By Liam Napier in South Africa
White River sits on the outskirts of Mbombela, formerly Nelspruit, in South Africa's northeast lowveld. Locals casually wander the roads, cars evading their presence. Fruit stalls line the streets. Surrounded by vast citrus trees and rolling rural countryside near the gateway to Kruger National Park it is here, at the Ingwenyama Conference and Sport Resort, the All Blacks have taken shelter from the brewing storm.
Hibernated in an isolated cocoon, the All Blacks will hope to emulate a caterpillar shedding its shell. They certainly need a metamorphosis-like transformation as successive tests against the formidable Springboks loom.
As they search for solutions to their struggles, following four losses from their past five tests, the All Blacks have largely blockaded themselves from the outside world for the majority of this week.
Separated from other guests by barriers and patrolling security, the resort's onsite training field and gym facilities used by Chile during the 2010 Football World Cup form the backdrop of a team under siege.
Media interactions and, by extension, those with the New Zealand public have been cut to the bare minimum. Other than travelling to Mbombela Stadium for a brief squiz on Friday, the All Blacks' only venture beyond the barricades was their mid-week day off excursions to Kruger, a wild Rhino Sanctuary or golf.
With their head coach's job on the line, the All Blacks are fastidiously cramming for the Boks.
Whether that amounts to a revival will be revealed on Sunday morning.
Despite their escape to the wilderness mounting pressure to deliver results maintains lingering tension. Ian Foster and his team are well aware of the challenge at hand, the ramifications at play, and the need to use that as fuel.
"I wouldn't use the word angst, no," Foster said of the mood in camp. "We don't like losing just like everyone. That always creates an edge in the group and a lot of reflection from our players. They're looking at their own roles and performances and how we can grow.
"You dovetail that with where we are and who we're playing against and there's quite a great concoction there isn't it? It's a clear challenge for us, we're excited by it, we want to play better but we also know we've probably never been a great July team and it's the start of our year – just like it is for the South Africans."
Culling forwards coach John Plumtree and attack mentor Brad Mooar after the Irish series laid bare the ruthless nature of professional sport, and the legacy the All Blacks are expected to uphold.
Changes in the form of Crusaders forwards guru Jason Ryan and Foster assuming the attacking brief are now immediately injected into the spotlight.
"It's a change made for a reason," Foster said. "Change is never comfortable but we felt it was the right change for the team. I think the week has gone well so overall delighted with the response. Jason has fitted in extremely well. He's got an existing relationship with some of the players. He's had a pretty narrow focus but he's gone about his work well.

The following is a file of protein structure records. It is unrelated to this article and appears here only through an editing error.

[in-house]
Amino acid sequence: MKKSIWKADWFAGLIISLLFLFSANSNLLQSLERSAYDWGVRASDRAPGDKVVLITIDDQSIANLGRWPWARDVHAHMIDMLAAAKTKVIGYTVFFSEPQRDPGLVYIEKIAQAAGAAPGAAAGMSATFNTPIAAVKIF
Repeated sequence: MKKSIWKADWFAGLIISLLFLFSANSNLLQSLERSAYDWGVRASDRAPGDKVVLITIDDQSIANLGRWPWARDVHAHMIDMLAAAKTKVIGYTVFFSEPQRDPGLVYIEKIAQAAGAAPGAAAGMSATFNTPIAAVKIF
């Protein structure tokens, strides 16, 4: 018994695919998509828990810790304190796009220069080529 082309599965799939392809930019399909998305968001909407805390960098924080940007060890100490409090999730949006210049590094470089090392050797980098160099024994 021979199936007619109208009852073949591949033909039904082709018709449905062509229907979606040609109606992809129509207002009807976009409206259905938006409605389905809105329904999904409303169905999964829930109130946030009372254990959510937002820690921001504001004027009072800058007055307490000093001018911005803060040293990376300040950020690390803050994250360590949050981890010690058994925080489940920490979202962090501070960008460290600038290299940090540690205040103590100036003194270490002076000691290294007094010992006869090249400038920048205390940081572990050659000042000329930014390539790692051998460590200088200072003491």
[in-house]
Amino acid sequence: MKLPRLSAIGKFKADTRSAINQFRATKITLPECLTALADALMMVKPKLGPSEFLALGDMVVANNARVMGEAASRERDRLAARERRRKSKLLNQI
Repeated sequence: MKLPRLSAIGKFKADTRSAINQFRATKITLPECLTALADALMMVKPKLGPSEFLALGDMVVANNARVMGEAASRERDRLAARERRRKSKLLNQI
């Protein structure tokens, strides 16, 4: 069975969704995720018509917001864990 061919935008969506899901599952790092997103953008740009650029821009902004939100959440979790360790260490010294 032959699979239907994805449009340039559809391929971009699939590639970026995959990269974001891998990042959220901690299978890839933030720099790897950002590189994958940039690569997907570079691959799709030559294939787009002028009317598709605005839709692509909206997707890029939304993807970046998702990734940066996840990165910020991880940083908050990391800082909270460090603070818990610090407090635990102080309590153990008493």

"Much is made of the last series. We were in the process of putting blocks in place. Did we get everything right? No, we didn't but we've still got a lot of faith in the areas we want to grow our game.
"There are definitely some tweaks in the attack area we're working on. Some of them are just highlighting some focus points in our game I don't think we got right in the last series. It's not a matter of bringing in 10 new things. It's probably a matter of bringing a couple in and honing two or three that we wanted to do anyway but didn't do that well."
With the intense attention on the All Blacks, the Springboks have been largely overlooked. A sense of confidence bordering on arrogance emanates from former South African captains Jean de Villiers, Victor Matfield and Joel Stransky this week – all suggesting the Boks should secure a comfortable 2-0 sweep.
Those views are hardly surprising but if any such complacency infiltrates the Boks that would be foolish. If there is one foe the All Blacks always rise for, it is the Boks.
This mini series evokes fascination for many reasons, not least because it is four years since the All Blacks last ventured to South Africa. That length of time, and South Africa's absence from Super Rugby, leaves the nagging sense that New Zealand's elite players are much less equipped than their predecessors to confront the onslaught that awaits.
The traditional strength the Boks pose is evident in their vaunted 'bomb squad' - their 6/2 forward split on the bench that continues the relentless waves of physicality for the full 80 minutes. With the Boks set to be spurred on by 48,000 hostile locals, Scott Barrett knows the crucial role the revamped All Blacks bench must play.
"They've used that impact pretty well in the last two or three years," Barrett said. "We know how much our bench can bring that impact as well. Particularly they target big moments in the second half around the set piece to try to get back into the game or close out a game using those strengths of their game. Our bench as well as our starters are aware that we have to start well and keep it right on them."
Mbombela Stadium's intimidating atmosphere promises to be a world away from the sanctuary of the White River resort. The sounds of nature will be replaced by Castle-filled South Africans baying for blood.
Will the momentary seclusion and serenity inspire the All Blacks to an upset triumph?
In the fraught circumstances, such a scenario would rank among their most unlikely successes on foreign soil.